Again, it seems no time at all since the last Ramsoc weekend, on which I reported here. This is the fourth of these events recorded on these pages (Sue and I missed 2008) – for reminiscences click here.
The new epoch of Sue W’s organisational talents (it was our reluctant MC’s 11th year in the job - “come back Mark and Janet” she was heard to mutter) yielded a significant change. No rain! This really is momentous news, as it Always Rains on Sue W’s weekends.
Anyway there was plenty of room in the Youth Hostel for our group of around 40, with numerous people in very relaxed moods due to short journeys. The Peak District really is a good venue for this ‘meet’, albeit well within day walking range for many of those attending.
18 of us set off on a 14 mile circuit from the Youth Hostel.
The following tale/list may offend. Persons with a gentle disposition may prefer to go straight to the slideshow, click here.
Our leader shall remain nameless…. No, let’s call him ‘Worzel’.
There were many complaints:
- the starting time was 9.15. Hanging around for ages after that was simply not acceptable to those who had complied with the request
- latecomers complained bitterly when the group set off before they had time to put their boots on
You may already be able to see where this was leading; poor old Worzel had no chance, really.
Here’s the route we took – 22 km, 670 metres ascent, taking a leisurely, albeit a bit brisk for Worzel, who finished an hour later than the main bunch, taking most of us 7.4 hours.
The children in this group are growing up. Just a few years ago they were in push chairs (some still are), but today three of them, James, Josh and Beth, joined the big people for our walk in the sunshine.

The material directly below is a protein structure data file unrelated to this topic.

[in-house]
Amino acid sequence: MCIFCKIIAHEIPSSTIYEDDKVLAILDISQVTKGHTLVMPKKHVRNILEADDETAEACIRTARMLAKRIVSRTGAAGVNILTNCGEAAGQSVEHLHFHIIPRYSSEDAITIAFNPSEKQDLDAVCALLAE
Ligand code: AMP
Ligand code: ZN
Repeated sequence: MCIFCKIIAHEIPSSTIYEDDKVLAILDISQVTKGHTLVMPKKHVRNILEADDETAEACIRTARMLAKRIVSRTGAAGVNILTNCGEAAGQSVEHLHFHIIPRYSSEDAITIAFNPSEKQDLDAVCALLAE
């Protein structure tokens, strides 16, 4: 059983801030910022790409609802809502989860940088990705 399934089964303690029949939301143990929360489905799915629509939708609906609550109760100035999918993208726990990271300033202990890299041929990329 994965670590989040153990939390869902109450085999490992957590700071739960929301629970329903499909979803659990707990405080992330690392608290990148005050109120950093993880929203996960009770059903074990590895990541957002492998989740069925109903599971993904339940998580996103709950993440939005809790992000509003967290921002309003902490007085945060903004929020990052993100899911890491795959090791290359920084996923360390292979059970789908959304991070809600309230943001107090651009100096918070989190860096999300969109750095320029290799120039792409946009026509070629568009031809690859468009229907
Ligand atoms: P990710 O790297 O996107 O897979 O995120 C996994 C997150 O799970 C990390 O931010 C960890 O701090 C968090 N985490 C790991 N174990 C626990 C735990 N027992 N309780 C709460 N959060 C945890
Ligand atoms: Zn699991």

We strolled through Eyam, famous for the way its residents handled the bubonic plague in 1665, then through Stoney Middleton and Wardlow to Cressbrook Dale.
There was a small hill on our route from Cressbrook Dale, a veritable pimple, but only one person managed to find a way through its defensive ramparts to the summit.
Later, dire warnings indicated that this huge beast was likely to gore every member of the party.
Beth got tired soon after the bull, and refused to venture down Silly Lane on account of its name. She was ushered back to Eyam by a couple who selflessly sacrificed the rest of Worzel’s thrilling adventure.
Unfortunately, a little further on, Worsel, by now becoming weary of the constant barrage of complaints, not to mention his inability to keep up with the cracking pace, also became separated, along with two henchmen, from the rest of his disparate group, whom he abandoned, seemingly without any care or compassion.
You could say he ‘Barreled In’.
Meanwhile, the remaining dozen enjoyed a lovely afternoon wandering in various directions, depending on whose Satmap they believed in, around Bretton Clough then up a long ascent to the summit of Sir William Hill, where some are pictured, Tom is in a state of some surprise after having been told that he had won the sweepstake.
As mentioned, there were complaints today:
- too many hills
- slippery paths
- no toilets
- stiles too narrow
- flowers not in flower
- leader unable to control his group
- grumpy landlord
- too many pubs
- grumpy bull
- not enough pubs
- unacceptable splinter groups
- one boy had very rustly trousers
- cool wind
- blinding sunshine
- pace too fast
- too many rest stops
- too many competing Satmap GPS devices
- unnecessary gaiters
- pace too slow
- failure of leader to organise zipwire descents
- low branches (or was the ground too high?) caused head damage
- silly place names
- a disturbing encounter with a desiccated cat
- the failure of Sir William Hill to provide a café
- not enough rest stops
- leader unable to keep up
That’s just the top 25 complaints. I’ll leave you to imagine the rest of them.